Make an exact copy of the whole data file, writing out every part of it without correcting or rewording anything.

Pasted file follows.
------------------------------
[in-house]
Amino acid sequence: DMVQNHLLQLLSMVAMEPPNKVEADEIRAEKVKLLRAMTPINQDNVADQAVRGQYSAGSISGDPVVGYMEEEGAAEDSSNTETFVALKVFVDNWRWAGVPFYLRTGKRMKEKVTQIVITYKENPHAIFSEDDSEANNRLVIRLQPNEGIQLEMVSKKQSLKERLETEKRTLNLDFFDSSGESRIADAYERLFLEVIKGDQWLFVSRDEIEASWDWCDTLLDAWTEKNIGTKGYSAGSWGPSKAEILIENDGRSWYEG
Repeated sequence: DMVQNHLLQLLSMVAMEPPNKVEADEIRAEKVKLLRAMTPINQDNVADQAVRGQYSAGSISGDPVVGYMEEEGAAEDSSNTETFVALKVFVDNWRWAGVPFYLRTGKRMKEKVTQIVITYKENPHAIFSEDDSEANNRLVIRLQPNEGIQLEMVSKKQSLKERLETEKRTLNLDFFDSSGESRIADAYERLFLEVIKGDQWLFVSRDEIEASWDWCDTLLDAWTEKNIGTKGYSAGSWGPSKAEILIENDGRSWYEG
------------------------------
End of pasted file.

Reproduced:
[in-house]
Amino acid sequence: DMVQNHLLQLLSMVAMEPPNKVEADEIRAEKVKLLRAMTPINQDNVADQAVRGQYSAGSISGDPVVGYMEEEGAAEDSSNTETFVALKVFVDNWRWAGVPFYLRTGKRMKEKVTQIVITYKENPHAIFSEDDSEANNRLVIRLQPNEGIQLEMVSKKQSLKERLETEKRTLNLDFFDSSGESRIADAYERLFLEVIKGDQWLFVSRDEIEASWDWCDTLLDAWTEKNIGTKGYSAGSWGPSKAEILIENDGRSWYEG
Repeated sequence: DMVQNHLLQLLSMVAMEPPNKVEADEIRAEKVKLLRAMTPINQDNVADQAVRGQYSAGSISGDPVVGYMEEEGAAEDSSNTETFVALKVFVDNWRWAGVPFYLRTGKRMKEKVTQIVITYKENPHAIFSEDDSEANNRLVIRLQPNEGIQLEMVSKKQSLKERLETEKRTLNLDFFDSSGESRIADAYERLFLEVIKGDQWLFVSRDEIEASWDWCDTLLDAWTEKNIGTKGYSAGSWGPSKAEILIENDGRSWYEG